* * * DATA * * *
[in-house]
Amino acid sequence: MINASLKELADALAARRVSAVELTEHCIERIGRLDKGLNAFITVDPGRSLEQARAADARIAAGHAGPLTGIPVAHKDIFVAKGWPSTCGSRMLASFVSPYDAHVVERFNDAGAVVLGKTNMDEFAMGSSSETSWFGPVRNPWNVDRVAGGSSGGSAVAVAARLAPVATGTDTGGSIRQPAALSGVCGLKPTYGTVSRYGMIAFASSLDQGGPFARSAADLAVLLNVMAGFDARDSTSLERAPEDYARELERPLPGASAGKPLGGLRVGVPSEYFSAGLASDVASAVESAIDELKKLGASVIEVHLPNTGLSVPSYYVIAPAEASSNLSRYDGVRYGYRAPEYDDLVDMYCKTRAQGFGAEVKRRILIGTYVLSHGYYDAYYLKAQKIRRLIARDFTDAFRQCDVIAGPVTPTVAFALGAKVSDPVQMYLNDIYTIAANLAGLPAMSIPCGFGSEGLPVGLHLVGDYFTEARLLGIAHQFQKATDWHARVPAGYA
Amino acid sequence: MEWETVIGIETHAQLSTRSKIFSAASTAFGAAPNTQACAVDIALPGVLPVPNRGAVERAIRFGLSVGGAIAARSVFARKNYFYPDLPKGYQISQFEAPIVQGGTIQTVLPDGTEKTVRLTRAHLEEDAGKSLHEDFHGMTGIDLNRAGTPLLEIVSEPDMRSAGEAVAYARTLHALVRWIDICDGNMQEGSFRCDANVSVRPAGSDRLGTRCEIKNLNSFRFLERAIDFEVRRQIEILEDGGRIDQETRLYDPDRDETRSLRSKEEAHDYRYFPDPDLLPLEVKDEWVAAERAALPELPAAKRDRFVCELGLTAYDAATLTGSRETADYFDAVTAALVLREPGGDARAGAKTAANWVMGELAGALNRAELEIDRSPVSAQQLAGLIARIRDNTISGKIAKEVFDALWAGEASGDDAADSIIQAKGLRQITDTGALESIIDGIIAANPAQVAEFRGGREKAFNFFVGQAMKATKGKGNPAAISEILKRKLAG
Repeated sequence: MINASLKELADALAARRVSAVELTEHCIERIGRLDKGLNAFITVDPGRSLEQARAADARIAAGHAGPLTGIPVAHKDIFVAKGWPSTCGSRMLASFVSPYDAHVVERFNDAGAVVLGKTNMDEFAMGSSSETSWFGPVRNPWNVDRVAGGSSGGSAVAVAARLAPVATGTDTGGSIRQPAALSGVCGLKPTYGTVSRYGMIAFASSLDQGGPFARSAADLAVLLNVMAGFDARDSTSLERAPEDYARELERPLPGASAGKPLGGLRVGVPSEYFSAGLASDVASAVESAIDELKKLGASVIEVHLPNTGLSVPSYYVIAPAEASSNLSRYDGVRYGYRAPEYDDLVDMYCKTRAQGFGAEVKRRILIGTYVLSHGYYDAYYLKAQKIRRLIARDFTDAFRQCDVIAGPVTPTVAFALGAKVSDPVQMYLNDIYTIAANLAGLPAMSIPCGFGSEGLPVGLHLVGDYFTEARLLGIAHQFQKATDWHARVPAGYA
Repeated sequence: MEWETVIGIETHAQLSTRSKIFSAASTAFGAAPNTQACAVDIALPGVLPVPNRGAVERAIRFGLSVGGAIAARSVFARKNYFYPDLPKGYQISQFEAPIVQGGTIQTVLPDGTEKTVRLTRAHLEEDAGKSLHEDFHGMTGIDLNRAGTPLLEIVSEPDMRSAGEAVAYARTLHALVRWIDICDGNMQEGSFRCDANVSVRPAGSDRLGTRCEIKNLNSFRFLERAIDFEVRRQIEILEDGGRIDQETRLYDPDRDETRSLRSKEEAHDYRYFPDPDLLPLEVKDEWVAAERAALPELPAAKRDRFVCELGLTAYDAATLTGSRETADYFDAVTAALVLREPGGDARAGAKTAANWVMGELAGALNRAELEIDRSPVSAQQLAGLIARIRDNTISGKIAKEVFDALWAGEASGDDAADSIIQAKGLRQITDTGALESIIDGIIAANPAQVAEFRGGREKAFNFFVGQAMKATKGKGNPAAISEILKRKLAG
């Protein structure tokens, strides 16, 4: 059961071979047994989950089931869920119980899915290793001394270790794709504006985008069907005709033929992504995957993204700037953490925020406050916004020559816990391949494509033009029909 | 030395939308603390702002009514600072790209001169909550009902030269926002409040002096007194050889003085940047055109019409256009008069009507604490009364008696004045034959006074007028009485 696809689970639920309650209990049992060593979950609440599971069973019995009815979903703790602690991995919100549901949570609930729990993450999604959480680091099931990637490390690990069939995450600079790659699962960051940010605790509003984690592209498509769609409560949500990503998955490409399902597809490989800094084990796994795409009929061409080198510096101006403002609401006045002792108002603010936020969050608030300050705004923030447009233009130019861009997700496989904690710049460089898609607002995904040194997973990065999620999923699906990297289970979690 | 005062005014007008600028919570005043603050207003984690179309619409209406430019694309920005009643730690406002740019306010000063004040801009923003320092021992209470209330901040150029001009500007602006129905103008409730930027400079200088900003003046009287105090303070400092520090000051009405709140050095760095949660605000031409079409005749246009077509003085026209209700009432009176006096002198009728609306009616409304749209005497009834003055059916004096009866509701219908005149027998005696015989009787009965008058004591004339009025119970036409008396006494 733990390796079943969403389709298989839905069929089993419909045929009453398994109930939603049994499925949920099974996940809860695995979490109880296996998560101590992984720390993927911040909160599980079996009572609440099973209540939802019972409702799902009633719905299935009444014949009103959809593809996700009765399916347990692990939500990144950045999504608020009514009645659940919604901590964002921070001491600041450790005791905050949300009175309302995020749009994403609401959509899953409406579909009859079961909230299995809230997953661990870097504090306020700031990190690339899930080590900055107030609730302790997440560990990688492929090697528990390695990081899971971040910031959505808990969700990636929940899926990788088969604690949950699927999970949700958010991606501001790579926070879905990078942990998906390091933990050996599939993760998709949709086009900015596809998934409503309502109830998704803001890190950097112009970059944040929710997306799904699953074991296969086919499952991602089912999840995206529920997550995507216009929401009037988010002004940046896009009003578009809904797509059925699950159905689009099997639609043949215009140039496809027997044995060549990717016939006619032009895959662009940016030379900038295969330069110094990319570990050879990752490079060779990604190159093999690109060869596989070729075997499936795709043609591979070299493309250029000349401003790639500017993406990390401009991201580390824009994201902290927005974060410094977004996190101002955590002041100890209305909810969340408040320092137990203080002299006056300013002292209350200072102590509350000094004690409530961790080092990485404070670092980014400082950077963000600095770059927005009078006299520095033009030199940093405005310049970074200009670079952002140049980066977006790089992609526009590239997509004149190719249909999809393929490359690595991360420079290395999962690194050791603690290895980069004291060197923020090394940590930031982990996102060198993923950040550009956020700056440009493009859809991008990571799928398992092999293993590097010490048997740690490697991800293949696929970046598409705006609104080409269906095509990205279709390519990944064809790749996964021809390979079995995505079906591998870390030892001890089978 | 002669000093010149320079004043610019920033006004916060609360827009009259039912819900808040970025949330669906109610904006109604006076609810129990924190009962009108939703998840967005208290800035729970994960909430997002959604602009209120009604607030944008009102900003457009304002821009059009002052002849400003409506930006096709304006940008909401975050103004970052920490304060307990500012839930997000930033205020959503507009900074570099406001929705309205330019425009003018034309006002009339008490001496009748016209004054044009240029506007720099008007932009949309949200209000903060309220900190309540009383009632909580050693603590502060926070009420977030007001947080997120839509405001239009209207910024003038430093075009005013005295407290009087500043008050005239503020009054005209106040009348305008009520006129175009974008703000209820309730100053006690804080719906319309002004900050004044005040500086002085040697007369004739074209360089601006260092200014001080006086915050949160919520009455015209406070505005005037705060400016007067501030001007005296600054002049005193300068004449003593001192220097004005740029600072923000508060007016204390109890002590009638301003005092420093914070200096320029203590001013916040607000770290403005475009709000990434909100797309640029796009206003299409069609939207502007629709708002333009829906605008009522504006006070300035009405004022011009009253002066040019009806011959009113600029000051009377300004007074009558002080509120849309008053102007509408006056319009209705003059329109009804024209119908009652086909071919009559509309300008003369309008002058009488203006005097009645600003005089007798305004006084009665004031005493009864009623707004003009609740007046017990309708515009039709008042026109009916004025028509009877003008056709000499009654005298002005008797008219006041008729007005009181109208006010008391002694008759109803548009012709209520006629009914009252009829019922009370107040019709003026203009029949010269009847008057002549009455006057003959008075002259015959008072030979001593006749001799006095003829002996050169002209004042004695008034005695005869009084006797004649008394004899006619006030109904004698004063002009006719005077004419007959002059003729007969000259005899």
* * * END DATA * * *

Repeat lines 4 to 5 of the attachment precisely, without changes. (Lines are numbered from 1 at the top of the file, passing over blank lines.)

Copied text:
Repeated sequence: MINASLKELADALAARRVSAVELTEHCIERIGRLDKGLNAFITVDPGRSLEQARAADARIAAGHAGPLTGIPVAHKDIFVAKGWPSTCGSRMLASFVSPYDAHVVERFNDAGAVVLGKTNMDEFAMGSSSETSWFGPVRNPWNVDRVAGGSSGGSAVAVAARLAPVATGTDTGGSIRQPAALSGVCGLKPTYGTVSRYGMIAFASSLDQGGPFARSAADLAVLLNVMAGFDARDSTSLERAPEDYARELERPLPGASAGKPLGGLRVGVPSEYFSAGLASDVASAVESAIDELKKLGASVIEVHLPNTGLSVPSYYVIAPAEASSNLSRYDGVRYGYRAPEYDDLVDMYCKTRAQGFGAEVKRRILIGTYVLSHGYYDAYYLKAQKIRRLIARDFTDAFRQCDVIAGPVTPTVAFALGAKVSDPVQMYLNDIYTIAANLAGLPAMSIPCGFGSEGLPVGLHLVGDYFTEARLLGIAHQFQKATDWHARVPAGYA
Repeated sequence: MEWETVIGIETHAQLSTRSKIFSAASTAFGAAPNTQACAVDIALPGVLPVPNRGAVERAIRFGLSVGGAIAARSVFARKNYFYPDLPKGYQISQFEAPIVQGGTIQTVLPDGTEKTVRLTRAHLEEDAGKSLHEDFHGMTGIDLNRAGTPLLEIVSEPDMRSAGEAVAYARTLHALVRWIDICDGNMQEGSFRCDANVSVRPAGSDRLGTRCEIKNLNSFRFLERAIDFEVRRQIEILEDGGRIDQETRLYDPDRDETRSLRSKEEAHDYRYFPDPDLLPLEVKDEWVAAERAALPELPAAKRDRFVCELGLTAYDAATLTGSRETADYFDAVTAALVLREPGGDARAGAKTAANWVMGELAGALNRAELEIDRSPVSAQQLAGLIARIRDNTISGKIAKEVFDALWAGEASGDDAADSIIQAKGLRQITDTGALESIIDGIIAANPAQVAEFRGGREKAFNFFVGQAMKATKGKGNPAAISEILKRKLAG